Once you have gathered and organised enough material you can turn it into written prose. To write effectively requires sustained concentration over long periods of time. Even with the incremental authoring possibilities that word processing offers, writing is best done in long uninterrupted sessions. Most people find it difficult and tiring.
There are rules you can follow which may make the task easier and which will certainly improve the quality of your writing, but unfortunately there are rather a lot of these and in a guide of this size we can only offer a few pieces of general advice:
The project report's structure does not necessarily dictate the order in which you write it. If you want you can start by writing the Introduction, then the Background section, and so on, but this is up to you. Some people start by writing the Introduction first which gives direction to writing the other sections, but others prefer to leave writing the Introduction until last, as reports rarely turn out as planned. We recommend that you start with the middle sections, then write the Introduction (guiding the reader to what they will find in the report), then the Conclusions (bringing the report together at the end) and Reflection, and finally the Abstract (summing up the entire report). However you tackle the writing up, we recommend that you:
Always keep your potential readers in mind and repeatedly review what you have written, putting yourself in their place. Look at the draft, sentence by sentence, and ask yourself: 'Will this make sense to the readers given their existing knowledge and what I have told them up to now?' You can consider the potential readership as
So, as noted earlier, do not explain things which are common knowledge to such readers.
Also, if your project report is of sufficient quality, your supervisor may consider submitting part of it to a journal for publication as a paper, in which case it may eventually be read by a substantial number of computing and other professionals.
You can often both clarify text and reduce its bulk if you can identify generality or commonality among the ideas you are expressing. You can then revise the text so that the common factors are described first, followed by details of how specific individual ideas differ from them.
The main body of the project report should be divided up into sections, along the lines suggested in Arranging Material and Structuring the Project Report or otherwise, as appropriate. Each section should, if necessary, be divided up into subsections, and so on recursively. Such nesting can be used to suggest some kind of hierarchical relationship between sections. This can become obscure though if the nesting gets to more than about three levels deep.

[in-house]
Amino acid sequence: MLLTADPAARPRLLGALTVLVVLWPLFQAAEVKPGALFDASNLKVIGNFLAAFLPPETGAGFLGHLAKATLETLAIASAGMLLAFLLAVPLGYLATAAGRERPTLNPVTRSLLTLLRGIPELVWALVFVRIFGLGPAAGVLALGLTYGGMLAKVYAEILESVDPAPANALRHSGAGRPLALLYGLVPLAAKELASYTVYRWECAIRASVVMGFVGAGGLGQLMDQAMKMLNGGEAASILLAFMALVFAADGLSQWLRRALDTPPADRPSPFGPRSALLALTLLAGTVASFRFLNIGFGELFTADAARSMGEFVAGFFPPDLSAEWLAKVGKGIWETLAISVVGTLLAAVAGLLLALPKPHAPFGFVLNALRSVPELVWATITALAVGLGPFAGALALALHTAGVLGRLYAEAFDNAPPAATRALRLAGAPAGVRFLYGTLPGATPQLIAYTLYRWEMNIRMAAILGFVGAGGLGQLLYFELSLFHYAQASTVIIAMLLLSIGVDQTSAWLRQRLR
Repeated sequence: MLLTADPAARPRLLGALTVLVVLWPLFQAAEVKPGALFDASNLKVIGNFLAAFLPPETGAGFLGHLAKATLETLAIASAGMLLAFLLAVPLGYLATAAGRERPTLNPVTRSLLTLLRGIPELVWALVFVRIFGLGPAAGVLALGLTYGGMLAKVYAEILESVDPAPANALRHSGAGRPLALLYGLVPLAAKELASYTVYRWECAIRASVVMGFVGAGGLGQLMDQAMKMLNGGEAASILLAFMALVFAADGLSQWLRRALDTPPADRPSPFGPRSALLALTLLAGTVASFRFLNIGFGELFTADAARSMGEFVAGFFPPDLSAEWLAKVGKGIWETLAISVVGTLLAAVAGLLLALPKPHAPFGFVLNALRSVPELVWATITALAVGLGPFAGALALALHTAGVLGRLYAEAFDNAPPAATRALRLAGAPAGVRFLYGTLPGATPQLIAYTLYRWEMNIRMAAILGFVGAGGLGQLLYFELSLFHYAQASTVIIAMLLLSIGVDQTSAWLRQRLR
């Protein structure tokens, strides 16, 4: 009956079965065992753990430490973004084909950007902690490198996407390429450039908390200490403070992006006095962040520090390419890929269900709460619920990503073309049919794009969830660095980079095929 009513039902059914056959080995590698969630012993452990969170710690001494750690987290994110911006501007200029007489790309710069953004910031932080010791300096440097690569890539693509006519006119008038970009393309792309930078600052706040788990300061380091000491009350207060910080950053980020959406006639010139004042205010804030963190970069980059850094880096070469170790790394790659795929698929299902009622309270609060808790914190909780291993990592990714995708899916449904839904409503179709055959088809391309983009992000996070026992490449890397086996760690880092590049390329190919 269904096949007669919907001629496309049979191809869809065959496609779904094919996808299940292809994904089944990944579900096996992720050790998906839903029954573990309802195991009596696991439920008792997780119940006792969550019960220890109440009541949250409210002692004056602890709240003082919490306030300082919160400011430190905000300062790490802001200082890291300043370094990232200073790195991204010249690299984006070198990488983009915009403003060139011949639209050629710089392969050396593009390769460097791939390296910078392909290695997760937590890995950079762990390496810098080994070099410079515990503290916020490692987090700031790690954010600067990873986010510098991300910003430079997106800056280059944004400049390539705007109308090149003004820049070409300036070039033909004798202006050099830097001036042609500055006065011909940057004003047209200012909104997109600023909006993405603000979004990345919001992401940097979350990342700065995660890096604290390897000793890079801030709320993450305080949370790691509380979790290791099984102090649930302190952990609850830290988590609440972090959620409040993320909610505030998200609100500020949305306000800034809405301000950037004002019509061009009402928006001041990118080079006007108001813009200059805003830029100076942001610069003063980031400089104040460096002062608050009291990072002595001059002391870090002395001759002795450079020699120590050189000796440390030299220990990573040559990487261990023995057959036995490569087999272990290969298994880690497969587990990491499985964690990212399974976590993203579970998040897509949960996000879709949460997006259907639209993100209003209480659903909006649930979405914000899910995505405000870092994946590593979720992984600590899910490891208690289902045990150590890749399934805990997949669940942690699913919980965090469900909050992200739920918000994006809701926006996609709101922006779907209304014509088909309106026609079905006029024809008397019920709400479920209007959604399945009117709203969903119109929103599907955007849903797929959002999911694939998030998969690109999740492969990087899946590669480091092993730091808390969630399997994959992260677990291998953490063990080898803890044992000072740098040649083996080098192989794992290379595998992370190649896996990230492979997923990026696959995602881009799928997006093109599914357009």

It is important that you start each section and subsection with a summary of the rest of the material in it, i.e. inform the reader of what you are about to tell them. This has the effect of “softening up” the reader so that when they move on to the body of the section they feel confident about the direction in which you are taking them. They are reassured at regular intervals when they encounter ideas that you have told them to expect. Without the overview the overall effect is like a mystery tour of ideas, with each new idea coming as a surprise. It is sometimes difficult to appreciate the need for this when you are the author because you are already intimately familiar with the whole route that the report takes.
Each major section should begin on a new page. All sections and subsections should be numbered and headed. Numbering should be like this: 3.10.7 – for subsubsection 7 in subsection 10, in section 3.
There are all kinds of stylistic conventions relating to technical writing that you should try to follow. For example:
Writing where the language style or typography, e.g. font or character size, change arbitrarily looks amateurish and can be very distracting for the reader. Use typography to support the content. Other places where consistency should be maintained include:
To some extent you can use your own judgement about what conventions to follow. Whatever you do though, you must be consistent.